Such a glance at the shelf containing Irving’s books suggests but little of that personal quality to which he owes his significance as an interpreter of America to the Old World. This son of a narrow, hard, Scotch dealer in cutlery, this drifter about town when New York was only a big slovenly village, this light-hearted scribbler of satire and sentiment, was a gentleman born. His boyhood and youth were passed in that period of Post-Revolutionary reaction which exhibits the United States in some of its most unlovely aspects. Historians like Henry Adams and McMaster have painted in detail the low estate of education, religion, and art as the new century began. The bitter feeling of the nascent nation toward Great Britain was intensified by the War of 1812. The Napoleonic Wars had threatened to break the last threads of our friendship for France, and suspicion of the Holy Alliance led to an era of national self-assertion of which the Monroe Doctrine was only one expression. The raw Jacksonism of the West seemed to be gaining upon the older civilizations represented by Virginia and Massachusetts. The self-made type of man began to pose as the genuine American. And at this moment came forward a man of natural lucidity and serenity of mind, of perfect poise and good temper, who knew both Europe and America and felt that they ought to know one another better and to like one another more. That was Irving’s service as an international mediator. He diffused sweetness and light in an era marked by bitterness and obscuration. It was a triumph of character as well as of literary skill.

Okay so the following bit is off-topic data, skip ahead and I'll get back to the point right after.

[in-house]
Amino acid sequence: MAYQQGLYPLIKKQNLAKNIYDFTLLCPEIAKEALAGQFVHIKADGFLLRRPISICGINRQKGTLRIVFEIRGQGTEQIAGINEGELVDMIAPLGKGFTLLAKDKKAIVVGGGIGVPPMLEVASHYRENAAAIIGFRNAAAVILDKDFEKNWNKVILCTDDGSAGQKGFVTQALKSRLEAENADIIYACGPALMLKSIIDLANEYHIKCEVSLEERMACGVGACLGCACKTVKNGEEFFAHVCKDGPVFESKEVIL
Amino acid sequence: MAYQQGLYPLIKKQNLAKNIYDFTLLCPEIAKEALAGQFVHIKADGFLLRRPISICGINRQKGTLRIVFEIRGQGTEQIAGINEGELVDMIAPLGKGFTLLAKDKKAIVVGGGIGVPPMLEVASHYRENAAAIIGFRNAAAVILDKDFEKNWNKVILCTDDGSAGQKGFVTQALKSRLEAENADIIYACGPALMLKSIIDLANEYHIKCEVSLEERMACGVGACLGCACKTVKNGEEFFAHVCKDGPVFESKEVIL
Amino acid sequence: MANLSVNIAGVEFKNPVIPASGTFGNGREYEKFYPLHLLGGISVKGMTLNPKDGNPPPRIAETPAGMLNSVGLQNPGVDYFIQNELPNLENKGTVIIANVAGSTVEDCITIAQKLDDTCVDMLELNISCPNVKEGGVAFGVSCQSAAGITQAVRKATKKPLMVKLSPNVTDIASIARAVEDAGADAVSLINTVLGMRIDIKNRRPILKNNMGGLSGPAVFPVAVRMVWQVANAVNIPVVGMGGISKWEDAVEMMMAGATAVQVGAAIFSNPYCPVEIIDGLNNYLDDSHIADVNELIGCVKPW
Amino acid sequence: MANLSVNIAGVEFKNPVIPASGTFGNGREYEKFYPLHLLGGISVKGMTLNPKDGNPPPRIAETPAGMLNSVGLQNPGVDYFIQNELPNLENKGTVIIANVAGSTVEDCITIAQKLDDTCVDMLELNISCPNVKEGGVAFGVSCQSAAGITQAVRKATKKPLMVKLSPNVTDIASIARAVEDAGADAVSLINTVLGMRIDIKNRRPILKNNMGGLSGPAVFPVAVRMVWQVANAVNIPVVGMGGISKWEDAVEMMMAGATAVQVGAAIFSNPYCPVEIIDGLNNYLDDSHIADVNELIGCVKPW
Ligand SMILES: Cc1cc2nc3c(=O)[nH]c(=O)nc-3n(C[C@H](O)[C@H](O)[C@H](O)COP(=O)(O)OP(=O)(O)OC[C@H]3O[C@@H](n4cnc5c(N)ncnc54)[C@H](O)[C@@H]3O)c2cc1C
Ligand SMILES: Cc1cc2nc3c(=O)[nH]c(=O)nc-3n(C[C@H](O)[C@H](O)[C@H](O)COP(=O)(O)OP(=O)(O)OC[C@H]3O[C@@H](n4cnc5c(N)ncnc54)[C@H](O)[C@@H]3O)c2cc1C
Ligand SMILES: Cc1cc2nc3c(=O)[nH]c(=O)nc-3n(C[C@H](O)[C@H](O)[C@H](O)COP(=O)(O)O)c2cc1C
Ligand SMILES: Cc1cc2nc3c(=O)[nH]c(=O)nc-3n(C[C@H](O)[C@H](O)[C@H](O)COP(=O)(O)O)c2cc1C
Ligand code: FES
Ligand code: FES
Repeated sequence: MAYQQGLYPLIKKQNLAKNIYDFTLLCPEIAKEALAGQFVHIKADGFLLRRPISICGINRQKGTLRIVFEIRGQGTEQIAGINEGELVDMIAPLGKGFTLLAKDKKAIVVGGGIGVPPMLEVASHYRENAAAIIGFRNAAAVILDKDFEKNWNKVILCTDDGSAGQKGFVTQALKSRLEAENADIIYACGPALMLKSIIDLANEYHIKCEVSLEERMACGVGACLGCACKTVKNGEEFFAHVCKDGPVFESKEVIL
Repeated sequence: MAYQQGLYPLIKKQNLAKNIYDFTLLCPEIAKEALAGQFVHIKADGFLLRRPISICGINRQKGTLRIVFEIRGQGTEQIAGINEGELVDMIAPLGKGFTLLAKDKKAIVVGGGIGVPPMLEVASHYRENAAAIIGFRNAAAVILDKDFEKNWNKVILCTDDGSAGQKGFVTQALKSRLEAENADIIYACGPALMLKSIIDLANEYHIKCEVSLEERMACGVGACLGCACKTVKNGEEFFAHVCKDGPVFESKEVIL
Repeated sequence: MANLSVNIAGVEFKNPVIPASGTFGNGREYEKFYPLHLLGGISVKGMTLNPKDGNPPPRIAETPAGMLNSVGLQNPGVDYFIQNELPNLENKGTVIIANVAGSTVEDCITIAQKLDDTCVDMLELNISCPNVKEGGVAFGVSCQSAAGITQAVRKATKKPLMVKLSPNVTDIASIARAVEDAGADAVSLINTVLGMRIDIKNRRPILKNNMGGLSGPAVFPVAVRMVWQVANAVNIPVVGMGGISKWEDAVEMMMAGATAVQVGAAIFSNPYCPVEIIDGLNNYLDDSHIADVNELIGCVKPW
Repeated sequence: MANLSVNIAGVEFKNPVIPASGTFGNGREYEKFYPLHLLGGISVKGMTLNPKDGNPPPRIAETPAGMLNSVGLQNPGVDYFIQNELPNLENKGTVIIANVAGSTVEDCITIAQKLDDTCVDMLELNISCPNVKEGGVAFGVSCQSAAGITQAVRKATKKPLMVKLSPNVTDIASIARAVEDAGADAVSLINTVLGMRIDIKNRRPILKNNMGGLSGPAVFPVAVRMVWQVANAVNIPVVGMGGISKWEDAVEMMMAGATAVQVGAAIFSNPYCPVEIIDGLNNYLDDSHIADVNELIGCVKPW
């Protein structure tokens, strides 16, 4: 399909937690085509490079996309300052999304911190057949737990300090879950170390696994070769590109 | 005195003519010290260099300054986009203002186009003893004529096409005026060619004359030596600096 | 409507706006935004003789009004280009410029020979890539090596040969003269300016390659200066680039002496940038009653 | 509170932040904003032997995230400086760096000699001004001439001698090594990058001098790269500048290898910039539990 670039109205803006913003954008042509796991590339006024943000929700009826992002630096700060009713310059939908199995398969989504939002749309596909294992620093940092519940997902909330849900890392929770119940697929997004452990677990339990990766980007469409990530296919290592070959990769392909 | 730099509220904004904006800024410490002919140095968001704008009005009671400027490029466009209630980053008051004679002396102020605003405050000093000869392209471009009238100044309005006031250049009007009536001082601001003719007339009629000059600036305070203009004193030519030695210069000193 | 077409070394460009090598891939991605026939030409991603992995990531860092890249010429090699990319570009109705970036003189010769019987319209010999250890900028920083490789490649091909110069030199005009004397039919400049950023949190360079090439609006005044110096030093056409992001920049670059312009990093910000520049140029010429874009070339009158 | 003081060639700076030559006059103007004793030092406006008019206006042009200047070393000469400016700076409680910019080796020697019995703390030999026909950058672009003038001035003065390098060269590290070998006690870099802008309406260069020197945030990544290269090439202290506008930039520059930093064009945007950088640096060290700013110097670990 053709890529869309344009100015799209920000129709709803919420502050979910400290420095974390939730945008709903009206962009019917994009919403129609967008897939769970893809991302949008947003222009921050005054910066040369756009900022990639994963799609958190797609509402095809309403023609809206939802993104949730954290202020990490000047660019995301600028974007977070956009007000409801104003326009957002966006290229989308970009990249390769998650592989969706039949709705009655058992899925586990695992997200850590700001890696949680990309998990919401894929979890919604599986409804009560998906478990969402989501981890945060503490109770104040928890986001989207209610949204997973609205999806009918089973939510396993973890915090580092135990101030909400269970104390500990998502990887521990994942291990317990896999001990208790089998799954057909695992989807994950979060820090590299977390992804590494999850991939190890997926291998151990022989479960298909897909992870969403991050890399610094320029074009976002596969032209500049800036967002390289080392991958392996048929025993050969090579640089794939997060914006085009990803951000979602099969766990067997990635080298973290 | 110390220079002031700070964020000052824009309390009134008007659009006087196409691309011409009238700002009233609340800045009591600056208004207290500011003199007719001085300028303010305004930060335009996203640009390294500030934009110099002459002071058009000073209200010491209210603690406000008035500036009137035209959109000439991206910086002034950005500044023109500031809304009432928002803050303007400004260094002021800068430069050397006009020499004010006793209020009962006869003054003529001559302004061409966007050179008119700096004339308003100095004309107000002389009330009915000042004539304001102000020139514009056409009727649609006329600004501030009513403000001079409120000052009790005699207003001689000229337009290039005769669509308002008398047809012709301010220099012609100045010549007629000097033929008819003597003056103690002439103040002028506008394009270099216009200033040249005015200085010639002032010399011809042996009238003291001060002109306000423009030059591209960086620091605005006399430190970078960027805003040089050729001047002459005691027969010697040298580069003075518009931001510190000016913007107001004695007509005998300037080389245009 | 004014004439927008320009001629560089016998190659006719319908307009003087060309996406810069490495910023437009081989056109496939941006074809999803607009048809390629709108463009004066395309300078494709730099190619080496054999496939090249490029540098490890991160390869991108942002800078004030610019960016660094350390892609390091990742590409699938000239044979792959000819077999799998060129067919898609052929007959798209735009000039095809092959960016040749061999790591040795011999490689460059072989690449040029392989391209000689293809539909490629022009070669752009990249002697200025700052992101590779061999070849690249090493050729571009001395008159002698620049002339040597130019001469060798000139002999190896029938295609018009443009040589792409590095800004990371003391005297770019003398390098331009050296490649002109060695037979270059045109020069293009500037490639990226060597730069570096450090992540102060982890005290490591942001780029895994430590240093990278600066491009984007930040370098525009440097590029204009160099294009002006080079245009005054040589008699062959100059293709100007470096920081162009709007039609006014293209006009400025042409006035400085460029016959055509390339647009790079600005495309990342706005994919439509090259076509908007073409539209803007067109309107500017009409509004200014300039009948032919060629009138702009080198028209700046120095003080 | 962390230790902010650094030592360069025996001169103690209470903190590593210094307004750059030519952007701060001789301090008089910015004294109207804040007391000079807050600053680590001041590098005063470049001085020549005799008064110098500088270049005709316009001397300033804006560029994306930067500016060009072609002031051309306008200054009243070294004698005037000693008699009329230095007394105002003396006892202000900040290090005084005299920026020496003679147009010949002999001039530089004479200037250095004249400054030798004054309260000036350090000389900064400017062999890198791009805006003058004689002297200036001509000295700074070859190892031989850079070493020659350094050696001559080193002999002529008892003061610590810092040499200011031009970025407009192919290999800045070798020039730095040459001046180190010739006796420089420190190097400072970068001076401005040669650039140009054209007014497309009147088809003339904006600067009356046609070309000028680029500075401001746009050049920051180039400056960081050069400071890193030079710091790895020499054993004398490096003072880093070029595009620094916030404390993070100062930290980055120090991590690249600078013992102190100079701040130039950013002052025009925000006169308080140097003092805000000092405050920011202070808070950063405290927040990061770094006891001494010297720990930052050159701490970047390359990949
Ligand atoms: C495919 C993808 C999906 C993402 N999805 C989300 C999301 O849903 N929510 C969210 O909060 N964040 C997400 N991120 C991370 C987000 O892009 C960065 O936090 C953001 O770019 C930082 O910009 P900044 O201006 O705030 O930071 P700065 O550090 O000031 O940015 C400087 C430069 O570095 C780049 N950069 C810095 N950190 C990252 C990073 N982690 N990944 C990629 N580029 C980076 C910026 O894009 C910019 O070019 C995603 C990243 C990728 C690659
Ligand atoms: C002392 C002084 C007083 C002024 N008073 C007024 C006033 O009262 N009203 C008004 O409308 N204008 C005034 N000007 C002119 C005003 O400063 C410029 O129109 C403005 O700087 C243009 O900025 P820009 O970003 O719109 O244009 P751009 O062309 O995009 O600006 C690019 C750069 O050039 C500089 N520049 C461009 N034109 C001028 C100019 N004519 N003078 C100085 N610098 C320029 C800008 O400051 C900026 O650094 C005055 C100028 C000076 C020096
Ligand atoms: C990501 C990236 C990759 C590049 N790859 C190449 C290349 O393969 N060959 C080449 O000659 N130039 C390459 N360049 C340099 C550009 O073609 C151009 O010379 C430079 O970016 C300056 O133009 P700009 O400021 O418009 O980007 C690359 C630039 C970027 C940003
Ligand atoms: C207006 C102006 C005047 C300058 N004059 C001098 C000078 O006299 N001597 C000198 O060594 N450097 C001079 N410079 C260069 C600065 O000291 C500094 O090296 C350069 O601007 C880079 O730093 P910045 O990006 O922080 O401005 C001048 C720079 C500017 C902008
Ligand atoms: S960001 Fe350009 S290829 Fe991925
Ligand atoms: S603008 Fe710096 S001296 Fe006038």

But the skill was very noticeable also. Irving’s prose is not that of the Defoe-Swift-Franklin-Paine type of plain talk to the crowd. It is rather an inheritance from that other eighteenth century tradition, the conversation of the select circle. Its accents were heard in Steele and Addison and were continued in Goldsmith, Sterne, Cowper, and Charles Lamb. Among Irving’s successors, George William Curtis and Charles Dudley Warner and William Dean Howells have been masters of it likewise. It is mellow human talk, delicate, regardful, capable of exquisite modulation. With instinctive artistic taste, Irving used this old and sound style upon fresh American material. In “Rip van Winkle" and “The Legend of Sleepy Hollow” he portrayed his native valley of the Hudson, and for a hundred years connoisseurs of style have perceived the exquisite fitness of the language to the images and ideas which Irving desired to convey. To render the Far West of that epoch this style is perhaps not “big” and broad enough, but when used as Irving uses it in describing Stratford and Westminster Abbey and an Old English Christmas, it becomes again a perfect medium. Hawthorne adopted it for “Our Old Home,” and Englishmen recognized it at once as a part of their own inheritance, enriched, like certain wines, by the voyage across the Atlantic and home again. Irving wrote of England, Mr. Warner once said, as Englishmen would have liked to write about it. When he described the Alhambra and Granada and the Moors, it was the style, rich both in physical sensation and in dreamlike reverie, which revealed to the world the quick American appreciation of foreign scenes and characters. Its key is sympathy.